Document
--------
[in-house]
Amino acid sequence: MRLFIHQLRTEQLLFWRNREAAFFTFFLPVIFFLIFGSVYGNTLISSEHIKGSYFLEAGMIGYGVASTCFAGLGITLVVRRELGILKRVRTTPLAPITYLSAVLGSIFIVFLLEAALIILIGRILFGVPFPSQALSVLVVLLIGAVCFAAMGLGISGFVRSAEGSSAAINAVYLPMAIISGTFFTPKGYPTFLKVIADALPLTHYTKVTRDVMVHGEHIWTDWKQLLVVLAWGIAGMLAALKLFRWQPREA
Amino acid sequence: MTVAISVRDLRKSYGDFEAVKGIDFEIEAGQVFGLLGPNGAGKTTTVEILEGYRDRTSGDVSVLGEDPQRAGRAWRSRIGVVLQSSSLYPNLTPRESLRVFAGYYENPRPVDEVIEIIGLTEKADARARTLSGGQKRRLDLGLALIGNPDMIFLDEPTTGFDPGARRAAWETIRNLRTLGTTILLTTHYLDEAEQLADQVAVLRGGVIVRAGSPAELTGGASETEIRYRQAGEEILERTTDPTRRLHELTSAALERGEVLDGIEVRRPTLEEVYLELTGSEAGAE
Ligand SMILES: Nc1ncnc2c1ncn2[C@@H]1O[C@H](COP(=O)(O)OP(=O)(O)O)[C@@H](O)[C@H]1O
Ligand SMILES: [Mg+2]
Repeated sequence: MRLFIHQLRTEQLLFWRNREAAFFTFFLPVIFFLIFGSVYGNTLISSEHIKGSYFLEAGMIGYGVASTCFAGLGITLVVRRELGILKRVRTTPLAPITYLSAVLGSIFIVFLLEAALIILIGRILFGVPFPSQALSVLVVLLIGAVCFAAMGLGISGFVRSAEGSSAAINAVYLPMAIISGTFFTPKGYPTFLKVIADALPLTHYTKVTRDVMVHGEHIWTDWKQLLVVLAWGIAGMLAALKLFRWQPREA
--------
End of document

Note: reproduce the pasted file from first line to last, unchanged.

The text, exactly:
[in-house]
Amino acid sequence: MRLFIHQLRTEQLLFWRNREAAFFTFFLPVIFFLIFGSVYGNTLISSEHIKGSYFLEAGMIGYGVASTCFAGLGITLVVRRELGILKRVRTTPLAPITYLSAVLGSIFIVFLLEAALIILIGRILFGVPFPSQALSVLVVLLIGAVCFAAMGLGISGFVRSAEGSSAAINAVYLPMAIISGTFFTPKGYPTFLKVIADALPLTHYTKVTRDVMVHGEHIWTDWKQLLVVLAWGIAGMLAALKLFRWQPREA
Amino acid sequence: MTVAISVRDLRKSYGDFEAVKGIDFEIEAGQVFGLLGPNGAGKTTTVEILEGYRDRTSGDVSVLGEDPQRAGRAWRSRIGVVLQSSSLYPNLTPRESLRVFAGYYENPRPVDEVIEIIGLTEKADARARTLSGGQKRRLDLGLALIGNPDMIFLDEPTTGFDPGARRAAWETIRNLRTLGTTILLTTHYLDEAEQLADQVAVLRGGVIVRAGSPAELTGGASETEIRYRQAGEEILERTTDPTRRLHELTSAALERGEVLDGIEVRRPTLEEVYLELTGSEAGAE
Ligand SMILES: Nc1ncnc2c1ncn2[C@@H]1O[C@H](COP(=O)(O)OP(=O)(O)O)[C@@H](O)[C@H]1O
Ligand SMILES: [Mg+2]
Repeated sequence: MRLFIHQLRTEQLLFWRNREAAFFTFFLPVIFFLIFGSVYGNTLISSEHIKGSYFLEAGMIGYGVASTCFAGLGITLVVRRELGILKRVRTTPLAPITYLSAVLGSIFIVFLLEAALIILIGRILFGVPFPSQALSVLVVLLIGAVCFAAMGLGISGFVRSAEGSSAAINAVYLPMAIISGTFFTPKGYPTFLKVIADALPLTHYTKVTRDVMVHGEHIWTDWKQLLVVLAWGIAGMLAALKLFRWQPREA